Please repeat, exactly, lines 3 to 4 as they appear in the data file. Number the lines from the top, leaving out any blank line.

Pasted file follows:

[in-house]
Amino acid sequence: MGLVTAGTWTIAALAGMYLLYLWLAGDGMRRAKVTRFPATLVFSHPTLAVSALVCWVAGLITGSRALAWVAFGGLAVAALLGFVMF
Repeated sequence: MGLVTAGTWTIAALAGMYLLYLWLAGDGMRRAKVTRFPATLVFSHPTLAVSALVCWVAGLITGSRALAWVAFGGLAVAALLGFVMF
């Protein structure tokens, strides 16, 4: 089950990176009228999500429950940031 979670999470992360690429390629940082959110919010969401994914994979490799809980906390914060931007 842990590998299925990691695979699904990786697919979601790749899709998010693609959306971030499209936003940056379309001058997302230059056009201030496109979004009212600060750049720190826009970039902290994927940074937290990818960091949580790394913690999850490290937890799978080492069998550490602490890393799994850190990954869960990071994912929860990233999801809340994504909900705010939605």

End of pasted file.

Repeated sequence: MGLVTAGTWTIAALAGMYLLYLWLAGDGMRRAKVTRFPATLVFSHPTLAVSALVCWVAGLITGSRALAWVAFGGLAVAALLGFVMF
């Protein structure tokens, strides 16, 4: 089950990176009228999500429950940031 979670999470992360690429390629940082959110919010969401994914994979490799809980906390914060931007 842990590998299925990691695979699904990786697919979601790749899709998010693609959306971030499209936003940056379309001058997302230059056009201030496109979004009212600060750049720190826009970039902290994927940074937290990818960091949580790394913690999850490290937890799978080492069998550490602490890393799994850190990954869960990071994912929860990233999801809340994504909900705010939605």